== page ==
"I train stuntmen at my gym at Piliyandala. It is not an easy field, there are lots of risks involved," he says.

While acting in the teledrama 'Sanda Yahanata', Wasantha related a narrow shave he once had while doing a stunt for actor Sanath Gunetilleke. "I was to be set ablaze but should have had the flames on my body only for 30 seconds. Yet, the fire brigade failed to extinguish the fire in time and I could feel the heat on my skin through the protective suit. I didn't know what to do because in such situations, the judgment of the directors and technical support teams is crucial as a stuntman cannot compromise the scene," he said.

Similarly, Dammika Pushpakumara has faced some life threatening incidents in his career as a professional stuntman. In an Italian film shot at the Colombo harbour, he had to hang onto a rice sack suspended from a plane flying 80 feet above the ground and then jump to safety, before the sack hit the ground.

According to his colleagues, this was the first and only time such a stunt had been performed by a Sri Lankan.

Nimal Wanniarachchi (32), another young and muscular stuntman agreed that doing a stunt is not as easy as it appears on the big screen.

"Once in a fight, I broke a finger and to this day I cannot use that finger," he said. The scene had involved a fight with iron bars. In an attempt to defend himself in the fight as expected, his finger had been crushed.

"It was plastered for three months, and I had to pay my medical expenses as well," he complained.

Also on location were a few stuntwomen. Nothing like the muscular and tough stuntwomen we see on television, these were young, pretty and quite talkative.

At the site, they were shooting the good guys and defending their masters. They too jumped off buildings, fought aggressively with each other, and were involved in stunts on moving vehicles. In fact, Sewandi (27), Janaki (28), Sabitha (21), Dinusha (18), Prashanthi (30) Saduni (26), Maya (24), Natasha (19) and Naomi(18) are thrilled at having the opportunity to learn and perform stunts.

So why choose such a dangerous field? "We like it. It's fun. Of course, it is a great challenge but we think we are upto it," they echoed.

"There is no discrimination in the field for men and women. We are treated equally but the stunts are considerably milder for us," said Sewandi Samarasinghe (27).

These stuntwomen are enthusiastic and quite determined to pursue this art. However, they have not faced any life threatening experiences yet. "Of course, when we watch some of the stunts being done, it scares us, yet with training and guidance we feel we can do them," they said.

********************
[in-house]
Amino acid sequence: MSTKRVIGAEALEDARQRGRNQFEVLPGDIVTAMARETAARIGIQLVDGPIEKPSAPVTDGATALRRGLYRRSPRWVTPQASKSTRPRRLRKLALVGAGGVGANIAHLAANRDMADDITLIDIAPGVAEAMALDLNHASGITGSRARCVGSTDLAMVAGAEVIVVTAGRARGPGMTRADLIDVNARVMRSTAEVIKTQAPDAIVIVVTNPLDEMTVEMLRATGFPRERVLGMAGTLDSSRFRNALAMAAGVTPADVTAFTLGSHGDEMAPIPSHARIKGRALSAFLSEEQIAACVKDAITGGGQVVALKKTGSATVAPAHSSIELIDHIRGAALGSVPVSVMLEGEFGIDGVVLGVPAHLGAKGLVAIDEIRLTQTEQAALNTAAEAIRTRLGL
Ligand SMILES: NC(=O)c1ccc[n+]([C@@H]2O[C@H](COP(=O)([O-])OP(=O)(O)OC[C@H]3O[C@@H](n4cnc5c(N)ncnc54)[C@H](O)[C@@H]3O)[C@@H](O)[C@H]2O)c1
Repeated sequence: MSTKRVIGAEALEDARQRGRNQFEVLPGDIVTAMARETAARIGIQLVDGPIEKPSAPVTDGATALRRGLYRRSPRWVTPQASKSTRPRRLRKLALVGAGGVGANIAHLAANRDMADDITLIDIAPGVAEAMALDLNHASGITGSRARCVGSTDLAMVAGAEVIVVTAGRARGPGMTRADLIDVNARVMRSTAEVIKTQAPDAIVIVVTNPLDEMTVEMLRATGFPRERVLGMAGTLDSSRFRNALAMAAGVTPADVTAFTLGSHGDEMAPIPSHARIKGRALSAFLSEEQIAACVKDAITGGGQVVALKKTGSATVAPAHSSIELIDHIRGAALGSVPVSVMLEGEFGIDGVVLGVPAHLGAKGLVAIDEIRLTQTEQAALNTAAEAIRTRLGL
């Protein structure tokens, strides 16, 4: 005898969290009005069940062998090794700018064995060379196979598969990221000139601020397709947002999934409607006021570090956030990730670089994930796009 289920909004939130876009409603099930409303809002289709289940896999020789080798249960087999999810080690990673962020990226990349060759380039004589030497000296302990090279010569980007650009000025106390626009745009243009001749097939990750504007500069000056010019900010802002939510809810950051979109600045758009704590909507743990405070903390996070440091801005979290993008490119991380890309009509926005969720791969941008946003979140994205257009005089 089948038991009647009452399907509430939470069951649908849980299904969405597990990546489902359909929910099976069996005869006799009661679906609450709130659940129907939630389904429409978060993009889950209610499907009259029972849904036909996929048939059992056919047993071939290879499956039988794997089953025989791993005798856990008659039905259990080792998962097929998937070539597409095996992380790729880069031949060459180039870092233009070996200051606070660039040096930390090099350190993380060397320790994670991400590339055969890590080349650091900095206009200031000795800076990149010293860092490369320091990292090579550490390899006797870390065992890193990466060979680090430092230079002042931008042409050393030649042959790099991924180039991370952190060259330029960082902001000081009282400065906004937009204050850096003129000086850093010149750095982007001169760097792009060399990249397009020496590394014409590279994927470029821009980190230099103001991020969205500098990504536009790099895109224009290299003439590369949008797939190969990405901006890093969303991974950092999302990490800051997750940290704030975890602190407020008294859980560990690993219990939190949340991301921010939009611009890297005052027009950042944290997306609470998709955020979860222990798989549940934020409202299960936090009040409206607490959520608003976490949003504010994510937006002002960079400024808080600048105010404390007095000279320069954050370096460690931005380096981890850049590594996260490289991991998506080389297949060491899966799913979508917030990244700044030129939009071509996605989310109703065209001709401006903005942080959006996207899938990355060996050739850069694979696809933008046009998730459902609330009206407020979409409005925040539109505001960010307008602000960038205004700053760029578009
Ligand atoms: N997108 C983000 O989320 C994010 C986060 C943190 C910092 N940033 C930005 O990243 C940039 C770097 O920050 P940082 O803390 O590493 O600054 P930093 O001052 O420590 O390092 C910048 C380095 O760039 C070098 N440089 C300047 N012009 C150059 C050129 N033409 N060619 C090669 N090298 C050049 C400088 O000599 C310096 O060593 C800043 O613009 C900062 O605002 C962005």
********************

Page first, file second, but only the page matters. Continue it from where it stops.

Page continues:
And does it affect their personal life? "I am married and have a baby but I don't find it restricts me," said Janaki de Silva (28).

Some think that one needs only well developed muscles and a mean looking face. It requires more....hard work, commitment, the willingness to take risks, courage, skill and training. While most of them are driven by the challenge, they are not ignorant of the risks they face and hence are dissatisfied about the way they are treated by the industry.

"We are paid very poorly. There is no recognition among directors or the public. We are not insured. If something happens to us, it is our loss and we have to bear it," they said.

While overseas billions of dollars are spent on stunt equipment, fees, and training, in Sri Lanka these artistes are hardly recognized.

You don't think so? How many stuntmen can you name?

"It is very important to train stuntmen. Without appropriate training it is difficult for them to handle the requirements or take risks. But in Sri Lanka training is not stressed on and we are not appreciated," Wasantha said. Even the handling of weapons needs to be taught, he says.

In addition, safety measures such as special padding, etc. are not used in local stunts due to the high cost. "There are no safety measures taken on stunt locations unless it is crucial. Local films don't have budgets for stunt scenes. There are no awards for stuntmen. It has come to be accepted as something that can be done by any person off the street. But the truth is, it requires training and skill without which the Director would not only place the stuntman at risk but also his fellow actors," Robin Fernando said.

Back to Top
 Back to Plus  

Copyright © 2001 Wijeya Newspapers Ltd. All rights reserved.